“Photography is a language more universal than words.”
Throughout his career, Minor White sought to photograph things not simply for what they are, but for what they might suggest—his images are full of symbolic and metaphorical allusions. Born in Minneapolis in 1908, White came of age when homosexuality was socially unacceptable and sought comfort in a variety of Western and Eastern religious practices. Photography was both a way to make visible his ongoing search for spiritual fulfillment and a medium through which he could express his sexual desire for men.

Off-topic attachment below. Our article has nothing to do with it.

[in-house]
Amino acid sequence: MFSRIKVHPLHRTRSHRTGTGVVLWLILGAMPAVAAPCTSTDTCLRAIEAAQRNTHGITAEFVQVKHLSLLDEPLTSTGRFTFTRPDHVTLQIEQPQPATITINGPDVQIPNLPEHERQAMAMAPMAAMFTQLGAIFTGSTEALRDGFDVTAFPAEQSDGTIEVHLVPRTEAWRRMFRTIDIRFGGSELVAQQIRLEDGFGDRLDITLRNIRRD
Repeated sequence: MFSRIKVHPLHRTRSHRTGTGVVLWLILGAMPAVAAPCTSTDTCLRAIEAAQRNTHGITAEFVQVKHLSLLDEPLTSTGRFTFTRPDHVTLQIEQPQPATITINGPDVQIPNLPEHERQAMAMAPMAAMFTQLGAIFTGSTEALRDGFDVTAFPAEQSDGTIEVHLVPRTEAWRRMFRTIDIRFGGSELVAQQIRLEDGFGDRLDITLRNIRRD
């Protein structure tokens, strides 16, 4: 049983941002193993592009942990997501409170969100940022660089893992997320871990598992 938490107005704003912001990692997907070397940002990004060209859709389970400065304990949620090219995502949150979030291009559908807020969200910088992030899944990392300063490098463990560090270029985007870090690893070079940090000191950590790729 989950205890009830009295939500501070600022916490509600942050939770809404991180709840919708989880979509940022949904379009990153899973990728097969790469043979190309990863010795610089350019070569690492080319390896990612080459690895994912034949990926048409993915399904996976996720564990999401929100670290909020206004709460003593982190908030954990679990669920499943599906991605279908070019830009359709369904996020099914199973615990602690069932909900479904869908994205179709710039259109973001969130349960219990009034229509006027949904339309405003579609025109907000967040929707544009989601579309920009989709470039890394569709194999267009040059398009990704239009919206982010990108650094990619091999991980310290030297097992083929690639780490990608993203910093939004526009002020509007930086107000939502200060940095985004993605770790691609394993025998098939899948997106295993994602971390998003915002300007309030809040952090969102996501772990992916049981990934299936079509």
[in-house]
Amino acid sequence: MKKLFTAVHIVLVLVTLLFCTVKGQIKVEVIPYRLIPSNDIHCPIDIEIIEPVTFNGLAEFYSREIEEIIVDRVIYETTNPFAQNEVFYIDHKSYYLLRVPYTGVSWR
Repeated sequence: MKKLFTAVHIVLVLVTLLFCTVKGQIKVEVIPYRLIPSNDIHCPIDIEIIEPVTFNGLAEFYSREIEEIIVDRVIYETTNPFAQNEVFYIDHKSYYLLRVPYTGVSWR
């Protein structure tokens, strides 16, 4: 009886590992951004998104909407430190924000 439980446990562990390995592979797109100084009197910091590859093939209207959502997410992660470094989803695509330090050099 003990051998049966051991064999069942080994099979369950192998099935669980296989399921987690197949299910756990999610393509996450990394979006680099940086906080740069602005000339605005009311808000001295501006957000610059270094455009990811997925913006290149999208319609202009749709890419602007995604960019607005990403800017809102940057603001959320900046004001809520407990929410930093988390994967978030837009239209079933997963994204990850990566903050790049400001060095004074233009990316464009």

His early work included images of the Works Progress Administration in the 1930s and the Second World War, during which he served in the U.S. Army. White was influenced by his contact with Ansel Adams, Alfred Steiglitz, and Edward Steichen. In 1952, White helped found the influential photography magazine Aperture.
One of the masters of photographic modernism, White’s work was highly influential to a generation of photographers and continues to resonate today.
Minor White: Manifestations of the Spirit curated by Paul Martineau of the J. Paul Getty museum is the first major retrospective of White’s work since 1989. The show will be at The Getty Center in Los Angeles through October 19, 2014.
Learn more about Minor White on the Atget Photography Website.